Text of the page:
Kiteguen and De FonteOn the present map, the cartographer uses the presumption of Kiteguen to validate the apocryphal De Fonte discoveries in the face of Mackenzie and Herne's sighting of the Polar Sea. These include 'Lac Valasco' and 'Lac Bernalda' (Bernarda) and an inland river system connecting them to the inter-coastal waterways near Sitka (Alaska).
The tale of De Fonte' discoveries in the American Northwest had an enduring influence on cartographic representations of America through the second half of the 18th century and early 19th century. The De Fonte legend first appeared in a 1706 English publication entitled Memoirs of the Curious. This short-lived magazine published a previously unknown account by a supposed Spanish Admiral, Bartholomew de Fonte. De Fonte reportedly sailed up the Pacific Coast of North America in 1640. On this voyage, he reports discovering a series of gigantic lakes, seas, and rivers heading eastward from the Pacific towards Hudson Bay. The De Fonte story relates how, on one of these inland lakes, he met with a westward bound ship from Boston that must have come through the Northwest Passage. At the same time, De Fonte sent one of his sub-captains, Pedro Bernarda, northward to explore a 'beautiful river with deep calm waters.' This sub-exploration led to the discoveries of Lake Valasco, R. Bernarda, and Lac Bernarda - as seen here. Today, based upon inaccuracies and falsities, most believe the entire De Fonte legend to have been a fabrication. Nonetheless, it set 18th century Europe afire with speculation. Even such luminaries as Benjamin Franklin wrote emphatic defenses of De Fonte.
Publication History and CensusThis map was prepared and engraved in Paris by L. M. Berthe and published by A. R. Fremin in 1826. It is listed in the Bibliograpie de la France journal for April of 1826 as a separate issue, available colored (as here) for 4 Francs or uncolored for 3 Francs. The map is today quite scarce. We note just two other examples, one at the Bibliothèque nationale de France and another at the Muséum national d'histoire naturelle.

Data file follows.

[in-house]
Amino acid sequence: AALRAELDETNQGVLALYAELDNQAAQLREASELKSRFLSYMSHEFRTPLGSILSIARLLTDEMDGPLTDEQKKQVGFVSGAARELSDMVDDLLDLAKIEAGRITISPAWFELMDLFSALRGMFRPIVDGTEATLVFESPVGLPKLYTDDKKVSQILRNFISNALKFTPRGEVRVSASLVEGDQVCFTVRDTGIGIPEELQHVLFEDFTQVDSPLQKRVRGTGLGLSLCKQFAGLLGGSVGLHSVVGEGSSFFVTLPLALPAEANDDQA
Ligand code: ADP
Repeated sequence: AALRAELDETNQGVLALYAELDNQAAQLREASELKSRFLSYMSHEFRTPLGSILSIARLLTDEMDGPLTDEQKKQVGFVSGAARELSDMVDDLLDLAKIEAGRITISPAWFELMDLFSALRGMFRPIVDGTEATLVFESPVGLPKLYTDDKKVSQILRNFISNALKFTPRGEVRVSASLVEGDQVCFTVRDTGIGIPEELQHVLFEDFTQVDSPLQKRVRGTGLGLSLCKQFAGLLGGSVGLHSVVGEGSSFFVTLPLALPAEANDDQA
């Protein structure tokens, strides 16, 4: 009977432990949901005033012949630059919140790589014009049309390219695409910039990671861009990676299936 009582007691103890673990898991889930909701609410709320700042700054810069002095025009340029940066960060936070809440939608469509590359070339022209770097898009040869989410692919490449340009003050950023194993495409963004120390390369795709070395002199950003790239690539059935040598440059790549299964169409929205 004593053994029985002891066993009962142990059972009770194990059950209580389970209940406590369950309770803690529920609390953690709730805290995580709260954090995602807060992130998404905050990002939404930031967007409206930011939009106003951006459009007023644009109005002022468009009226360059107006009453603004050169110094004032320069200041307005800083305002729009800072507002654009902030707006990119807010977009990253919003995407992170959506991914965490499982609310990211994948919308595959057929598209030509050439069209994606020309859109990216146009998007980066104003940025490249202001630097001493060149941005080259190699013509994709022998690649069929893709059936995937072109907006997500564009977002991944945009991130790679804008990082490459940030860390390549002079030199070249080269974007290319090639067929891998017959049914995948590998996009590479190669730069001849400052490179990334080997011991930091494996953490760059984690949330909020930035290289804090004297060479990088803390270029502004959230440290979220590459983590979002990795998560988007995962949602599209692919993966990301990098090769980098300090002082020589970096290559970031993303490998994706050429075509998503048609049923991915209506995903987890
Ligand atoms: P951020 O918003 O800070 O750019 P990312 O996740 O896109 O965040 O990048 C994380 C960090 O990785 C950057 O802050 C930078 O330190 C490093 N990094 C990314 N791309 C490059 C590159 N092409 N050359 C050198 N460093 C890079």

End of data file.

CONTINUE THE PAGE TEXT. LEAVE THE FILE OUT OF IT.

L. H. Berthe (fl. c. 1777 - 1830) was a French engraver active in Paris in the early to mid-19th century. Little is known of Berthe. He seems to have been active as early as 1777 and as late as 1830. He maintained offices at Rue St. Jacques , No. 66. Learn More...
A. R. Fremin (fl. c. 1810 - c. 1860) was a French geographer active in the early to mid 19th century. He is known to have been a student of the cartographer Jean-Baptiste Poirson. Fremin drew and compiled maps for many prominent French cartographic publishers of the period including Tardieu, Logerot, Dufour, Monin, Duvotenay, Dyonnet, and Vuillemin. Little else is known of Fremin's life and work. Learn More...
Depot de Guerre (1688 - 1887) was a branch of the French military devoted to creating, collecting, and publishing military memoirs, plans, and maps. The Depot was founded in 1688 by Francois Michel le Tellier, the Marquis de Louvois. Louvois held the post of Secretary of State for War under Louis XIV and his best known for composing the first letter regarding the mysterious "Man in the Iron Mask". During the French Revolution and the Napoleonic Wars the Depot de Guerre expanded its operations to include any and all topographical research in France. In 1887 the Depot de Guerre was disbanded and its duties split between the Institut Geographique National (IGN) and the Service Historique de L'Armee (SHA). Learn More...
Very good. Some edge wear. A few of minor closed and stabilized margin tears.
Bibliothèque nationale de France, département Cartes et plans, GE C-6174. OCLC 801056048.